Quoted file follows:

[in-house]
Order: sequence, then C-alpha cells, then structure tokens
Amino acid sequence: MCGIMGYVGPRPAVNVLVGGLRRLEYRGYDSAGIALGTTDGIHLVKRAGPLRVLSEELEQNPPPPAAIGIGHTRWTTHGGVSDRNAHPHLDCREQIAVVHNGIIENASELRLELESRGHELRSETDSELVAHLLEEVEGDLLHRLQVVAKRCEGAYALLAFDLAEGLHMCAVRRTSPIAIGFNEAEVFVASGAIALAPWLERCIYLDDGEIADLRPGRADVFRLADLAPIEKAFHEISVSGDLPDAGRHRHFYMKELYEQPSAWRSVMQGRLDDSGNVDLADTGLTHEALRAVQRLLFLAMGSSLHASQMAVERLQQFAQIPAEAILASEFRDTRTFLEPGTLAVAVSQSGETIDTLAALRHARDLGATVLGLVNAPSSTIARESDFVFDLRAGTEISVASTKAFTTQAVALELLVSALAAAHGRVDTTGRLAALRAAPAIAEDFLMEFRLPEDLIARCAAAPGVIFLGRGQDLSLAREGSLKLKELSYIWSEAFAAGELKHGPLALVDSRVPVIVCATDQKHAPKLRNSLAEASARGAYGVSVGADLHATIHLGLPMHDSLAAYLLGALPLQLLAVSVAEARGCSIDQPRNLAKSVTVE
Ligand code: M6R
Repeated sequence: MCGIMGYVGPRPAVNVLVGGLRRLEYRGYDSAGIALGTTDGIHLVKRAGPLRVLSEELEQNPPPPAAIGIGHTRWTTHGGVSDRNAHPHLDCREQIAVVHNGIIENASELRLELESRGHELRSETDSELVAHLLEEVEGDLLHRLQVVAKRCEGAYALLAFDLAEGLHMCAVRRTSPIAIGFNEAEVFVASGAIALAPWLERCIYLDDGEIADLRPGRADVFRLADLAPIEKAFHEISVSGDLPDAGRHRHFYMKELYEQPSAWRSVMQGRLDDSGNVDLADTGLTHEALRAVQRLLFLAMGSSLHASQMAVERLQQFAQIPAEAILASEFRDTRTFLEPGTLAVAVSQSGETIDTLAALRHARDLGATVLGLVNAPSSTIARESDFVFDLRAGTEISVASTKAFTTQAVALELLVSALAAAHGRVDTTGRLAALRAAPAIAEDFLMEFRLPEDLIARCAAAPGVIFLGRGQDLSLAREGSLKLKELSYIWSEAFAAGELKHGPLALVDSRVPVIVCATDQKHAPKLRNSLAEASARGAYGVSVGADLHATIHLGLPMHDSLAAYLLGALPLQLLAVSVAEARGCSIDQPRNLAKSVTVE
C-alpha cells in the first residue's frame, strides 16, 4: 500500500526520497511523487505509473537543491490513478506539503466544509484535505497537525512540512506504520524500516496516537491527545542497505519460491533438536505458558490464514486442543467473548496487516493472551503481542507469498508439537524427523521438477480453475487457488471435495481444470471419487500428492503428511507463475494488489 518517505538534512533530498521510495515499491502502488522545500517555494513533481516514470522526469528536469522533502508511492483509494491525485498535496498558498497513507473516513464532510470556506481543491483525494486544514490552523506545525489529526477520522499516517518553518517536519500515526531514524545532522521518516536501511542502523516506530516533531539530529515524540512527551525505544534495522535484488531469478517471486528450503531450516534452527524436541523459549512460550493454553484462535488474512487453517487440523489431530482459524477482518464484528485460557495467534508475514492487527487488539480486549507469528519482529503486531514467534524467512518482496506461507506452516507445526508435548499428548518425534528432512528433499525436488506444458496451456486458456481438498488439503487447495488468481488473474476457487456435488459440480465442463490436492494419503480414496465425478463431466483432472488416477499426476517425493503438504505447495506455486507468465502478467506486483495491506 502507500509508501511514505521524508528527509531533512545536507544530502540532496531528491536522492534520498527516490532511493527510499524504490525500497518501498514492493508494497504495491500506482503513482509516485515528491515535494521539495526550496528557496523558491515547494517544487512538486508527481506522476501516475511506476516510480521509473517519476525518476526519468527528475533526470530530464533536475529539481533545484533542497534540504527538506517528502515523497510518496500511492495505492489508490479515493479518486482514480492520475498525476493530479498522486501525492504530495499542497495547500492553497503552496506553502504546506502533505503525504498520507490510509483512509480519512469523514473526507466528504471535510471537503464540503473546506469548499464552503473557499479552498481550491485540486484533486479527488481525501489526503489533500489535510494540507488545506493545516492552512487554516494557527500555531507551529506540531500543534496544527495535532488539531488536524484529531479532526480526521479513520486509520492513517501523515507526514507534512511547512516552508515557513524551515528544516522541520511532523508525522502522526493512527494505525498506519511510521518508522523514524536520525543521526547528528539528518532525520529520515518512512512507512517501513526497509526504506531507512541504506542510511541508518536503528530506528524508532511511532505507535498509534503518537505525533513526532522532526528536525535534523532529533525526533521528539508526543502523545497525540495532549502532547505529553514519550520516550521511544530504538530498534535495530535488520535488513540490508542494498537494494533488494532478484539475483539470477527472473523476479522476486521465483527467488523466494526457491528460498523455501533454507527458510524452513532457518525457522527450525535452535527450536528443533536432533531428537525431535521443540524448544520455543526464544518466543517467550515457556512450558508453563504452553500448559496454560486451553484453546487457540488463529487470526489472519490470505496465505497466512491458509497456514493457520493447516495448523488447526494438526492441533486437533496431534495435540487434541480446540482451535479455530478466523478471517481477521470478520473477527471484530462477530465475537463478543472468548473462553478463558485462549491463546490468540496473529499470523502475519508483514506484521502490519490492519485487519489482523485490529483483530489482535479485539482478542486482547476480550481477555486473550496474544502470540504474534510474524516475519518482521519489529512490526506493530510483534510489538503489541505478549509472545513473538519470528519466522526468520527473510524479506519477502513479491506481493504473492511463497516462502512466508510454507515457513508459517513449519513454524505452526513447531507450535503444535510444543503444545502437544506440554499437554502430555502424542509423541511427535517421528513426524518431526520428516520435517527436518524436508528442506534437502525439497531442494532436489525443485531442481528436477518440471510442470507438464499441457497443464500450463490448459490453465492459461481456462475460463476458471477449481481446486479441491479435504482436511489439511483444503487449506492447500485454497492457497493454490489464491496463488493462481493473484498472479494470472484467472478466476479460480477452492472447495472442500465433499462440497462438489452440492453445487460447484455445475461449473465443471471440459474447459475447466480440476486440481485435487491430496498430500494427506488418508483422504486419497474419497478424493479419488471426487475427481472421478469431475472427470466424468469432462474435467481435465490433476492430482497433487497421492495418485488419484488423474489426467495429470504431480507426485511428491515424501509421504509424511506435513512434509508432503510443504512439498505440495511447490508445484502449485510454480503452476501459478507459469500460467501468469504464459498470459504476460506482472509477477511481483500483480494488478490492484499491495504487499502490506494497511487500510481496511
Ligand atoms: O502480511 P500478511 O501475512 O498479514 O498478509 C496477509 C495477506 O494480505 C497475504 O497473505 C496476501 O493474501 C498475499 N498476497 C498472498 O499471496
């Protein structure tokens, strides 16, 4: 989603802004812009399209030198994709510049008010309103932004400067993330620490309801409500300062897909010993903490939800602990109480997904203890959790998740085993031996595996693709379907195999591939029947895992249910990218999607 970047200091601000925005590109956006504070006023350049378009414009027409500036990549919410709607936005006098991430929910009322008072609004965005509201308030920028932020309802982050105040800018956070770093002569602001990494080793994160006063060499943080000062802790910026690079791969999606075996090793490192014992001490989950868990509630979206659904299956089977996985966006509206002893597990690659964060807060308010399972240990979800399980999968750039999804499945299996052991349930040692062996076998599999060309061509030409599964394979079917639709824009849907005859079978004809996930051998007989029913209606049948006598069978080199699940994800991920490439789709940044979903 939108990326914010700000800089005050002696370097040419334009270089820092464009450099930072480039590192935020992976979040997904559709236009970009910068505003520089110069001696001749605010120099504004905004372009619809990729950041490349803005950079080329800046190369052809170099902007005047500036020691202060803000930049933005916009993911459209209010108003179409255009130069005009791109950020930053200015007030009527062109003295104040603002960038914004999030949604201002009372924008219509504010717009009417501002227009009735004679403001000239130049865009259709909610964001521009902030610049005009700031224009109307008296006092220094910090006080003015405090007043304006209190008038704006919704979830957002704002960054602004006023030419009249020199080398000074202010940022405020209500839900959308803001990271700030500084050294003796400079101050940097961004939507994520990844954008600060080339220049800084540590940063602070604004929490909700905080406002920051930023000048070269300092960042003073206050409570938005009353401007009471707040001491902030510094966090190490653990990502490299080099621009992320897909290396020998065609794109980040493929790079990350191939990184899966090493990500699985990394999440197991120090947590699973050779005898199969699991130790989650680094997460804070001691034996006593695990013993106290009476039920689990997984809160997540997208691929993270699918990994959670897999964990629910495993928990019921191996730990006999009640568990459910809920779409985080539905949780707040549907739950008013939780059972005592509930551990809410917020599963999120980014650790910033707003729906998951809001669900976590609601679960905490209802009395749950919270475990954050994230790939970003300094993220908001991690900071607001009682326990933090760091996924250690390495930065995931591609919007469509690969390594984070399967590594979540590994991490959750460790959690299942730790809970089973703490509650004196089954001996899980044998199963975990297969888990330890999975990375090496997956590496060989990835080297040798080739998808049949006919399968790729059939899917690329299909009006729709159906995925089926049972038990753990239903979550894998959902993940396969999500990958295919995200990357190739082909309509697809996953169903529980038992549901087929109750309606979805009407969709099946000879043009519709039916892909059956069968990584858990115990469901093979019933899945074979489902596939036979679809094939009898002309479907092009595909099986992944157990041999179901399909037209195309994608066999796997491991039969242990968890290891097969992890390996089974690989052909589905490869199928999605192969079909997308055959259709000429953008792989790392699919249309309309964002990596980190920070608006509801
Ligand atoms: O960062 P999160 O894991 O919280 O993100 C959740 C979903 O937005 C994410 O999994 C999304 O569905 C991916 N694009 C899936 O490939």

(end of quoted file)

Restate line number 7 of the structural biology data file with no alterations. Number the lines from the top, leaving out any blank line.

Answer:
Ligand atoms: O502480511 P500478511 O501475512 O498479514 O498478509 C496477509 C495477506 O494480505 C497475504 O497473505 C496476501 O493474501 C498475499 N498476497 C498472498 O499471496